Want to make sure your hot water doesn’t tank this winter? This one maintenance check takes just 5 seconds and will help to keep your water heater running safely
Have you heard of exploding hot water tanks? It might sound like the beginning of a Myth Busters episode (it was), but it is a real consequence of water tanks under pressure (really!). Read about this hot water heater that became a flying projectile: hot water tank under pressure. This, and the possibility of your water cylinder failing, is why water heater manufacturers recommend that you check your tank’s pressure relief every winter. Every tank has a Pressure and Temperature Relief (PTR) Valve, which is essential for the safe operation of storage model water heaters.
1. Find the PTR valve
The purpose of the valve is to release pressure build-up, which occurs when the water heats up and expands. Never block the outlet of this valve for any reason. The valve is always near the top of the water heater, at the same level as the hot water outlet. It may be labelled but if it isn’t, it looks like this.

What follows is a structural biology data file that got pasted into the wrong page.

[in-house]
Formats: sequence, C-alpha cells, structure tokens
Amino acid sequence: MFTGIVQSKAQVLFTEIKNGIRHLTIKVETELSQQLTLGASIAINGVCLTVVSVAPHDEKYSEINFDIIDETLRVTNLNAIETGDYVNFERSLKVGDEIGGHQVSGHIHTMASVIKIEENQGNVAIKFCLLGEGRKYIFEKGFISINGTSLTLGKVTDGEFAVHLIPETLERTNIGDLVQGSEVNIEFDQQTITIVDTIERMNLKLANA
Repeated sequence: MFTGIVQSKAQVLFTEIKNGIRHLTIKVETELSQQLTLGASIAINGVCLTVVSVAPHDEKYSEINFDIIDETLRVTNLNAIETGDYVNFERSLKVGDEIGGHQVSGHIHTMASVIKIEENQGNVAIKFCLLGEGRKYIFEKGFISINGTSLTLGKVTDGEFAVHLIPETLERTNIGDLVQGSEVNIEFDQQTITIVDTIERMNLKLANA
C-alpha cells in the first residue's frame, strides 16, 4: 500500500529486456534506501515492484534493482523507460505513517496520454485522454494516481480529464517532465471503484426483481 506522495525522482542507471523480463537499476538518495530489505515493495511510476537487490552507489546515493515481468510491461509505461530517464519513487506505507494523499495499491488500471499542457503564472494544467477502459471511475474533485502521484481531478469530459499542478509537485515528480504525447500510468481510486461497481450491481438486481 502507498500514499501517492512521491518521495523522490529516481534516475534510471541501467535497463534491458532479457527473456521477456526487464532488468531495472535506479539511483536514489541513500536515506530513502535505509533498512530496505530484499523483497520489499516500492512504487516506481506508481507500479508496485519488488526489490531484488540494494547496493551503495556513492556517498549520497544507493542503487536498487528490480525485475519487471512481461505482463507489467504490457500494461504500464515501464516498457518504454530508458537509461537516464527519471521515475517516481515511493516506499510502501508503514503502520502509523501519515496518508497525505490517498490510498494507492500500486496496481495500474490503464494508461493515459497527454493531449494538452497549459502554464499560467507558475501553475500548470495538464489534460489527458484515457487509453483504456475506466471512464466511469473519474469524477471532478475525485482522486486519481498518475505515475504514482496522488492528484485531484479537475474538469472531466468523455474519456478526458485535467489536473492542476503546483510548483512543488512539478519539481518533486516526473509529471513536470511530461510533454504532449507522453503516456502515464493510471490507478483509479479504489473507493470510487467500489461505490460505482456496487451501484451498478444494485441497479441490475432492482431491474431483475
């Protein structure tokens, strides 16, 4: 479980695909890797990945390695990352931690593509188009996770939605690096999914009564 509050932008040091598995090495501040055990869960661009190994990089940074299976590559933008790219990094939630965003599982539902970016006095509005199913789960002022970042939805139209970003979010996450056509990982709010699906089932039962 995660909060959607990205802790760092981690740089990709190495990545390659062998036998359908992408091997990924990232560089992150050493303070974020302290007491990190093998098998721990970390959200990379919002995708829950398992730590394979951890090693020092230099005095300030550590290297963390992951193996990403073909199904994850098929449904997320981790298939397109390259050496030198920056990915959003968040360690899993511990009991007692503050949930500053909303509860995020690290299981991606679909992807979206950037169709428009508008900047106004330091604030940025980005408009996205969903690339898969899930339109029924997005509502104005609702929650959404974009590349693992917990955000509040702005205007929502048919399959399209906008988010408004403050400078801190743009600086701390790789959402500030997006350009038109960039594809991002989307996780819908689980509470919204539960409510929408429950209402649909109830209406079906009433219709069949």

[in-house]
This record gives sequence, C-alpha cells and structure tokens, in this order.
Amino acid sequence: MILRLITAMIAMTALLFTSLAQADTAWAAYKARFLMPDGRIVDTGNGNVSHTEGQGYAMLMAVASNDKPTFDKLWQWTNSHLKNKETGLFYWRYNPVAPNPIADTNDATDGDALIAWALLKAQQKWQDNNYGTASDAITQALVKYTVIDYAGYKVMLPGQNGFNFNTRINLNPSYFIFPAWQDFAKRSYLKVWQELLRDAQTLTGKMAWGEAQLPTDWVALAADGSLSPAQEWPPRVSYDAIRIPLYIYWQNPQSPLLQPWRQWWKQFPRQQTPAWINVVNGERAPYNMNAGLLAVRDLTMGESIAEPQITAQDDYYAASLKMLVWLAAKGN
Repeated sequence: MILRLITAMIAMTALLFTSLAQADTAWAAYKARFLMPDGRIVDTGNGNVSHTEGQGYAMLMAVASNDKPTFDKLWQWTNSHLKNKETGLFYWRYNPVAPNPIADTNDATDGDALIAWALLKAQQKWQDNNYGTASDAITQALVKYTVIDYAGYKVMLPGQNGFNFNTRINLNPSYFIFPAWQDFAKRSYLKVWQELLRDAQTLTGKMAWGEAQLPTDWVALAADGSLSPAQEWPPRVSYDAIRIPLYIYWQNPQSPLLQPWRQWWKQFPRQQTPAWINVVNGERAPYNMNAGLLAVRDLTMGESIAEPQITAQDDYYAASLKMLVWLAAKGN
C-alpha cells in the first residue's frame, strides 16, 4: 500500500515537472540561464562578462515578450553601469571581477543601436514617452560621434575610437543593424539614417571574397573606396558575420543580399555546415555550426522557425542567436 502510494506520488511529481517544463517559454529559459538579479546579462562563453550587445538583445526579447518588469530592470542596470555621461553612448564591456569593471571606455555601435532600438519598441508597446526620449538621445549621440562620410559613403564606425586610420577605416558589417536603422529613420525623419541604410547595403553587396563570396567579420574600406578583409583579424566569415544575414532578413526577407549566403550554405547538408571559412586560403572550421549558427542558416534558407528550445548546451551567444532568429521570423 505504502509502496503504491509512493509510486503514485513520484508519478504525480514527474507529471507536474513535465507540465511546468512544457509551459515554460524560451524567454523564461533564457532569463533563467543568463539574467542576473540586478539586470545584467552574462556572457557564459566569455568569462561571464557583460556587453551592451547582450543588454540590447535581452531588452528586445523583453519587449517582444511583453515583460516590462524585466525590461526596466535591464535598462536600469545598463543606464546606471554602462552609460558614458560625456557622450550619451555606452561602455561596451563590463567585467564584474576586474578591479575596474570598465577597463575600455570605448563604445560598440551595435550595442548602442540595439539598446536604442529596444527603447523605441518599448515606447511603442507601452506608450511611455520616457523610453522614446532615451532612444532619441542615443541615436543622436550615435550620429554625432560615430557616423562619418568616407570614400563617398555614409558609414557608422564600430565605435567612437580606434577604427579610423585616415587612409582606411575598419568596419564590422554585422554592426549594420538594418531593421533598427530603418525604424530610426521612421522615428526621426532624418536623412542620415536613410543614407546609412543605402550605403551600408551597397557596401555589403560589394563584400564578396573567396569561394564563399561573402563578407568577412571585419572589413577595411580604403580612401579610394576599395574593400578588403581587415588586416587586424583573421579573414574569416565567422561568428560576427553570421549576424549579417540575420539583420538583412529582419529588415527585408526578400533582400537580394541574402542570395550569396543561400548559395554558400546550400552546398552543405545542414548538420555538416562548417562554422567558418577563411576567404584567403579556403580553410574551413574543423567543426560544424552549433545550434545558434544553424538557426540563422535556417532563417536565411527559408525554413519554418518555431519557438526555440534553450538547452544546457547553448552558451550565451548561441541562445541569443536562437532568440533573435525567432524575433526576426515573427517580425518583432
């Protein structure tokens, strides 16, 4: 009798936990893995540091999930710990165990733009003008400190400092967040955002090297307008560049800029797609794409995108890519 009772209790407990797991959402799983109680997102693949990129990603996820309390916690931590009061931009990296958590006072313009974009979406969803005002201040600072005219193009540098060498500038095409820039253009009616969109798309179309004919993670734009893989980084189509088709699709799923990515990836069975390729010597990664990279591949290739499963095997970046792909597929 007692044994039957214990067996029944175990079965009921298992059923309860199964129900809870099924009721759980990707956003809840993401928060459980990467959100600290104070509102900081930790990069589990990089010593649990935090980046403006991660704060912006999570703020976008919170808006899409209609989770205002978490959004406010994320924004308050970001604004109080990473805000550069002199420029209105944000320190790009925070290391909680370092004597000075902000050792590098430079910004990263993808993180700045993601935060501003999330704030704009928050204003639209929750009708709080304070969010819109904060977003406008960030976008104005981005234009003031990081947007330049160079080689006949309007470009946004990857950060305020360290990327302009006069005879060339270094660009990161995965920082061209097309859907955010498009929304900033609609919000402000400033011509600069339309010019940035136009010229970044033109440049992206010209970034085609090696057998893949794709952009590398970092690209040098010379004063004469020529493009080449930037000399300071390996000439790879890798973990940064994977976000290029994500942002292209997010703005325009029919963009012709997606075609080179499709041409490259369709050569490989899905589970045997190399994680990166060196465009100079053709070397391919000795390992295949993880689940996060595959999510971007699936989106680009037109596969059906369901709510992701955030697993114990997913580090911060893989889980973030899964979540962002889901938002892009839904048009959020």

2. Identify the drain line
It is normal for the valve to release a little water through the drain line during each heating period. The drain line runs from the valve down the tank and empties at the foot of the heater. Make sure there are no obstructions to the drain line. If water is leaking continuously, this indicates a problem with your water heater and you should call your plumber to check it out.
3. Perform a 5-second check
On the PTR valve you’ll see the easing lever or a cord that operates a lever. Standing out of the way of the drain line, gently lift the lever or pull on the cord and let it snap back. This should release water into the drain line. Be careful, as this water will be hot. If the water does not flow freely during this check, you will need a new valve. If you do not replace an underperforming valve, the best-case scenario is that your water cylinder fails. The worst-case scenario is the pressure build in the tank could cause your hot water heater to explode—ouch!